With Covid-19 confining people to their homes we're looking at how Whanganui people are adapting everyday activities for the lockdown.
Logan Tutty not only spoke to tai chi practitioner Matt Dutton, who has taken his classes online, he took part - and found it beneficial.
Matt Dutton has started "Lockdown Tai Chi", where he streams his daily tai chi sessions on Zoom so others can join in with him during the lockdown.
"I was going to be practicing every day anyway so why not stream them online," he said.
Dutton started practicing tai chi 22 years ago after suffering a bike accident and was advised to take on a light physical activity.
"I fell off my bike and it exacerbated and old back injury and the advice I got at the time was if you don't start doing something to strengthen your back, you are going to be in serious trouble in old age.
"I've got a lot of interest in meditative practices and I'm not somebody that is good at sitting still, that style doesn't fit with me."
Tai chi stood out to Dutton due to its combination of meditative and light physical properties.
Tai chi is an ancient Chinese martial art that was originally developed for self-defence, has since evolved into a form of exercise.
Often described as meditation in motion, tai chi combines gentle physical exercise and stretching with mindfulness.
Dutton began teaching tai chi in 2006 after his teacher left Whanganui.
"Basically he phoned me up one day and said 'you are starting up a tai chi class', and I said 'Yes boss I am'."
"If you study it diligently, it has a wide range of benefits."
Some of these include balance, strengthening muscles, flexibility and co-ordination. Its meditative qualities are great for mental health also, Dutton said.
Dutton recommends the class for anyone who is looking for a meditative experience with little chance of injuring yourself physically.
"It's a great discipline to learn because there is so much going on but yet it is very simple."
Each class will have the same base movements and principles, with Dutton expanding on one each lesson.
Classes take place on Zoom each morning at 10.30am, with Dutton posting the link on his Facebook page.
To join the classes, request here at https://www.facebook.com/events/840284109814947/.
In my own words
When a workmate sent me a link to "Lockdown Tai Chi", which was set up by teacher Matt Dutton who is streaming his daily sessions on Zoom so others can join in with him, I got in touch to see if he would be interested in telling me what he was doing.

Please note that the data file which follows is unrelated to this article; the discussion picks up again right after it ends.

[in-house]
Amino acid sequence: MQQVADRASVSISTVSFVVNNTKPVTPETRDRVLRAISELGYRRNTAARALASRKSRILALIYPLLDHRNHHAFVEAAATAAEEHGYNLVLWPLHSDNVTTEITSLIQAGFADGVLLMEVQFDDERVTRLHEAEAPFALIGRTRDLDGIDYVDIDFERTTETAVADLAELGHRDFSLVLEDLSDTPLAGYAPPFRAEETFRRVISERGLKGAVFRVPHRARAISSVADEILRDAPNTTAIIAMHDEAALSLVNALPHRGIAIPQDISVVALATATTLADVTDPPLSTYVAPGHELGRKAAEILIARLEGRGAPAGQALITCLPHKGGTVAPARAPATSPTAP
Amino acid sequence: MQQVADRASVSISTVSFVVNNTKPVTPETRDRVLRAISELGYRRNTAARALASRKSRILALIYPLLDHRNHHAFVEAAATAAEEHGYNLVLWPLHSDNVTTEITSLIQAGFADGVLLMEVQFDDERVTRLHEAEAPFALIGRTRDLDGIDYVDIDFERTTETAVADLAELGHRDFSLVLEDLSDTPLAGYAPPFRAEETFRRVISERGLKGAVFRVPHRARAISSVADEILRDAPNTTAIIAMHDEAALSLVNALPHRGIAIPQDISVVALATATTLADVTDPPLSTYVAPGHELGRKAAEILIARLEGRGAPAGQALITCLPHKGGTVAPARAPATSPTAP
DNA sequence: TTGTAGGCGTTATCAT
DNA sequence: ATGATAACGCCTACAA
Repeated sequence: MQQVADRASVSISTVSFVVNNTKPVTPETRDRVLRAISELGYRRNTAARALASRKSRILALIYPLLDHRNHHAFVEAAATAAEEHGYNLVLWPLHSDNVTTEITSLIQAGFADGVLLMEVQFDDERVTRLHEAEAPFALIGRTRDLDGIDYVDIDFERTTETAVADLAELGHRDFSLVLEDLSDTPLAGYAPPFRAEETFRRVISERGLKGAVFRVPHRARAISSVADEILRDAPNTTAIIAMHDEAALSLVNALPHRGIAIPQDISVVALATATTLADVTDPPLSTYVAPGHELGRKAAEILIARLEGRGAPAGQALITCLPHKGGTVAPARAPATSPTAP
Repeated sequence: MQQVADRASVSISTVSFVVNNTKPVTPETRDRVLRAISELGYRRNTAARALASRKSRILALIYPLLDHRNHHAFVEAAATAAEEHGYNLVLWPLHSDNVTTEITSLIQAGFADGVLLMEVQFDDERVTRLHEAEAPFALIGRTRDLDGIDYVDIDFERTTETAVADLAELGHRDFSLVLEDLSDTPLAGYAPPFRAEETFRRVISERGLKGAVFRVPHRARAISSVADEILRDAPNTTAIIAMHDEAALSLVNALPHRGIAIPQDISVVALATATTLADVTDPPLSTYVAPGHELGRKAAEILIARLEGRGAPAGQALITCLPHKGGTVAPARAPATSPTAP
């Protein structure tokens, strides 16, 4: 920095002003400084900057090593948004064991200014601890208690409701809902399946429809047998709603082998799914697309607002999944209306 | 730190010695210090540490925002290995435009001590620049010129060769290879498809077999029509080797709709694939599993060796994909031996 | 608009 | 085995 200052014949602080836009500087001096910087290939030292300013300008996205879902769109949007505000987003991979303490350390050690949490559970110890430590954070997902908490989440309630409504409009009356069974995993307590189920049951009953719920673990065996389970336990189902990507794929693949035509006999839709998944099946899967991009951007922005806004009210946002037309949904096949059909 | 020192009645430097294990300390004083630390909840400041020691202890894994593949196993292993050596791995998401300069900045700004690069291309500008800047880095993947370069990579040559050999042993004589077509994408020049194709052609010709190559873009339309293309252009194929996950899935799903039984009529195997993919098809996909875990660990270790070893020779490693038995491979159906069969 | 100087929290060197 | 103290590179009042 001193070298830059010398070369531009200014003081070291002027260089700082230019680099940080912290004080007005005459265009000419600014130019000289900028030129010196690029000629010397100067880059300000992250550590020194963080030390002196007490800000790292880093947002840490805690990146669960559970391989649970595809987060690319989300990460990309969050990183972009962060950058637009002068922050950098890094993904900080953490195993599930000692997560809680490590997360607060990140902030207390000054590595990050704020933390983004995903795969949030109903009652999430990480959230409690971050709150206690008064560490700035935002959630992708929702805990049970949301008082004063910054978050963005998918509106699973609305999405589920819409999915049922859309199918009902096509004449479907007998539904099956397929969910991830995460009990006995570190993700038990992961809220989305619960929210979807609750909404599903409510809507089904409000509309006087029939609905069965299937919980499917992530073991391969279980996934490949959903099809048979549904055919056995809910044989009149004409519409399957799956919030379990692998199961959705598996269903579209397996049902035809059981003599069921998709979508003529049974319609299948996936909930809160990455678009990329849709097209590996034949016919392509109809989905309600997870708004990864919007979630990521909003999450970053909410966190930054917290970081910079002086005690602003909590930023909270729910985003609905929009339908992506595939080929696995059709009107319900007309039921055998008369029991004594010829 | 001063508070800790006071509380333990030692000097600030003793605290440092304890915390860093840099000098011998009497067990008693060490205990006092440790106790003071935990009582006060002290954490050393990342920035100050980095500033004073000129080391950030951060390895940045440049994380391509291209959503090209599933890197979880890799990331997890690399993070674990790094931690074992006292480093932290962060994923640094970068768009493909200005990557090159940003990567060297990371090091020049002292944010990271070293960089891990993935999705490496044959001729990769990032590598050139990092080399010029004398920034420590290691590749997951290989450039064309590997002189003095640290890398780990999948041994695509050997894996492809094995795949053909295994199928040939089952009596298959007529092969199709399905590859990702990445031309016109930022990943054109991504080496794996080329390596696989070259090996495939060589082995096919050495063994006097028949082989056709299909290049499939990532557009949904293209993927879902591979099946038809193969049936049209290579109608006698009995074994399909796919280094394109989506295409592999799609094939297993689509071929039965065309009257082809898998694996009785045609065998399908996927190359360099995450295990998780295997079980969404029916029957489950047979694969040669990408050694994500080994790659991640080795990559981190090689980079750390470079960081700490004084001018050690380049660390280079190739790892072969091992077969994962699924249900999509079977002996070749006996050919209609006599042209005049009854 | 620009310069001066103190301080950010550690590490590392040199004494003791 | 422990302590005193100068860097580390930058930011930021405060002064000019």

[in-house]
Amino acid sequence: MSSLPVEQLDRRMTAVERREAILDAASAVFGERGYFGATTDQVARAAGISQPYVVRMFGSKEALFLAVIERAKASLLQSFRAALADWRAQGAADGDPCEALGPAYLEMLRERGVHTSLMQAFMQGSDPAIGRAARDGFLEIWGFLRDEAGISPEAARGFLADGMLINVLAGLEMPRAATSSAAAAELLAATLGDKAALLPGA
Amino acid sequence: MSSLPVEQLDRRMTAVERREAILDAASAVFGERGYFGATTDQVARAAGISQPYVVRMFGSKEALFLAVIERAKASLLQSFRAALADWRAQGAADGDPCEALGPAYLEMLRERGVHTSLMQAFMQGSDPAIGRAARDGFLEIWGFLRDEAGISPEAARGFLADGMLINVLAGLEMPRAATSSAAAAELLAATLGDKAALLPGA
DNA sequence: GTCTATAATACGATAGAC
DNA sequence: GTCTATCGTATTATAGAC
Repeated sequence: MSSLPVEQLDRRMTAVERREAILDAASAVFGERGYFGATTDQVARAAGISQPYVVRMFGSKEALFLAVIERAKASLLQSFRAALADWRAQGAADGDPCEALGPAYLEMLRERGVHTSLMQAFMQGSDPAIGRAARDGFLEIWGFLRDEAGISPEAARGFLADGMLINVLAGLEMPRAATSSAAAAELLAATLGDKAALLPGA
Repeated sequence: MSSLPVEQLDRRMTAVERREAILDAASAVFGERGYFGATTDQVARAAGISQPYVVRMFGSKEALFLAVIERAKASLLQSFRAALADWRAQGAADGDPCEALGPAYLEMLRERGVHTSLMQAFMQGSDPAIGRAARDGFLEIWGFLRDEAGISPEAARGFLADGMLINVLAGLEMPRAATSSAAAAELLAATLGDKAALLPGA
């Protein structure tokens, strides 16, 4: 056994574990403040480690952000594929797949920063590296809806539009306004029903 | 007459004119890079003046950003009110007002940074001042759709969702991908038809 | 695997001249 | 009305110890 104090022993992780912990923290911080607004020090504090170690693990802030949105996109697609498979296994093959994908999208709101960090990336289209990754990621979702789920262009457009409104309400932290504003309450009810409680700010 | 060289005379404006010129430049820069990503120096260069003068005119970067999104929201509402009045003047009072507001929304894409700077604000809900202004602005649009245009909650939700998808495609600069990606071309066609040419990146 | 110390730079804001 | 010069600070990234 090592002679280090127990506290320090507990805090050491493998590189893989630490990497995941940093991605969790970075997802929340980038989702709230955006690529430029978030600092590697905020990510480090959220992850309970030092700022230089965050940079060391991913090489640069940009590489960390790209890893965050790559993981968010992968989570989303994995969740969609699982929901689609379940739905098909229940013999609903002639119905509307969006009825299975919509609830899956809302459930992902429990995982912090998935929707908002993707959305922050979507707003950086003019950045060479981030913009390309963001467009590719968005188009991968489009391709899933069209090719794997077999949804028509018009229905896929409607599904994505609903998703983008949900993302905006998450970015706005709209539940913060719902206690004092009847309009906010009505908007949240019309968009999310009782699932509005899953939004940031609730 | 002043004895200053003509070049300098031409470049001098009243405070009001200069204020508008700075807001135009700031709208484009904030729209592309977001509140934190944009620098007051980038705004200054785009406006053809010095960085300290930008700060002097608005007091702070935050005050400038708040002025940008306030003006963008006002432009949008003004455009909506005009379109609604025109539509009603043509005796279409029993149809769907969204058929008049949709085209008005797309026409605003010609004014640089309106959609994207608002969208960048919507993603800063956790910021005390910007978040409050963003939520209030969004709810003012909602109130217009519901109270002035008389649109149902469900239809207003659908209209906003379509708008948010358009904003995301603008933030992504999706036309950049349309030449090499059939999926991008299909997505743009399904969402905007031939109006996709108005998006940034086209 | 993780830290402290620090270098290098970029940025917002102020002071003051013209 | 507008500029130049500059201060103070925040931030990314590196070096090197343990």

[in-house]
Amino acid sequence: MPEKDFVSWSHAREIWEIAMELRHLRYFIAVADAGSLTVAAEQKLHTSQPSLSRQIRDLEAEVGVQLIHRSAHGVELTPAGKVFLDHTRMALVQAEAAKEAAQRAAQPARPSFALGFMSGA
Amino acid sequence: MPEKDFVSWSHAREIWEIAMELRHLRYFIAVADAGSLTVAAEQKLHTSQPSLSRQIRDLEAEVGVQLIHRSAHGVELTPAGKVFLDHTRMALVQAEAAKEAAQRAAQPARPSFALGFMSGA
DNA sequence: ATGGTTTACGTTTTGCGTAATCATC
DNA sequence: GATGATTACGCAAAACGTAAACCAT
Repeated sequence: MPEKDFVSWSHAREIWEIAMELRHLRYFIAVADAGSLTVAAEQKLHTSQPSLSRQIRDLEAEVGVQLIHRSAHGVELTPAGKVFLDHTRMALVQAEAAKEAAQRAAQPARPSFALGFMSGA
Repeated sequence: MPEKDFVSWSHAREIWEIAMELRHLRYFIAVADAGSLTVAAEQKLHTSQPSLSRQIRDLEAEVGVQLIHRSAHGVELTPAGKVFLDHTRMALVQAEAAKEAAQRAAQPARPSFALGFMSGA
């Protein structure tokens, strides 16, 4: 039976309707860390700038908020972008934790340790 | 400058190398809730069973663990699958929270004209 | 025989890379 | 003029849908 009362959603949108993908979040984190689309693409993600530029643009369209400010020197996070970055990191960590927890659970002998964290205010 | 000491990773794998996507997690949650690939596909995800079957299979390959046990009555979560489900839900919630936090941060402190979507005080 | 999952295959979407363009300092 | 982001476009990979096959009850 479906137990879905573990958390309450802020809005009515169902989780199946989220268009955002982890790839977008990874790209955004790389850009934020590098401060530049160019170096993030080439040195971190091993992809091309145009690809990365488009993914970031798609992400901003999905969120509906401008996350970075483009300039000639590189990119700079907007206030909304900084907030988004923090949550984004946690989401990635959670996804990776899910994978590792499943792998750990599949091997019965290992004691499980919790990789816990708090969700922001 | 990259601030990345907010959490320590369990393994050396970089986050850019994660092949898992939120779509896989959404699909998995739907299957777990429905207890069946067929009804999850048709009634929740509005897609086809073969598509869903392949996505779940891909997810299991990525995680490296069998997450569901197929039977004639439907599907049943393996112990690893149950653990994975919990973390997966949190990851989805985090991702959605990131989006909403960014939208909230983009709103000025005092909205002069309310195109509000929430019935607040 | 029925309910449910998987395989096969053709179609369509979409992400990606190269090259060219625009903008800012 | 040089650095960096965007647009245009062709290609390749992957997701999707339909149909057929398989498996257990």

He responded: "Perhaps the best way to do it is if you attend one of the sessions and have a look. Then I can answer questions afterwards".
While I was intrigued, If I'm honest, I was scraping my brain for some excuse not to do it.
After about two minutes on inner dialogue, I messaged back with a weak "Yup. will see you tomorrow".
I'm unsure why I was so hesitant. All I had seen from tai chi was strange, slow movements that looked quite boring and effortless.
Whilst I was sceptical, once I committed myself, I was adamant on going in with an open mind.
I logged into Zoom, put my computer on my desk and joined in with the class. As a person that has played a wide range of sports over my life, I thought my overall athleticism, co-ordination and balance would somewhat translate to tai chi.
I couldn't have been more wrong.
Immediately I felt like a fish out of water.
I'm moving around like I've been tagged in the schoolyard game "Seaweed", awkwardly bobbing and moving around while trying not to laugh at myself as I look like my 12-year-old self trying to dance at the school ball.
But after about five minutes, I began to settle in and I found myself to be very present.
During this lockdown, I've struggled at times to remain focused on what is going on in the now.
The idea of being locked in for another three weeks at least is daunting, and all I want to do is catch up with friends and family like everyone else in the country.
I was so focused on performing the correct movement and breathing patterns, everything else going on didn't matter.
The 30-minute class flew by, and afterwards I felt immediately better. My mind felt eased, as if it was cloudy before the lesson and during it the winds pushed them away and the sun began to shine.
While this is a bit exaggerated, I can certainly see the benefits of meditative classes like tai chi and how they can ease the mind, and this is after one class.
I would recommend it to anyone trying to clear their mind and is looking for non-demanding physical activity that provides great meditation.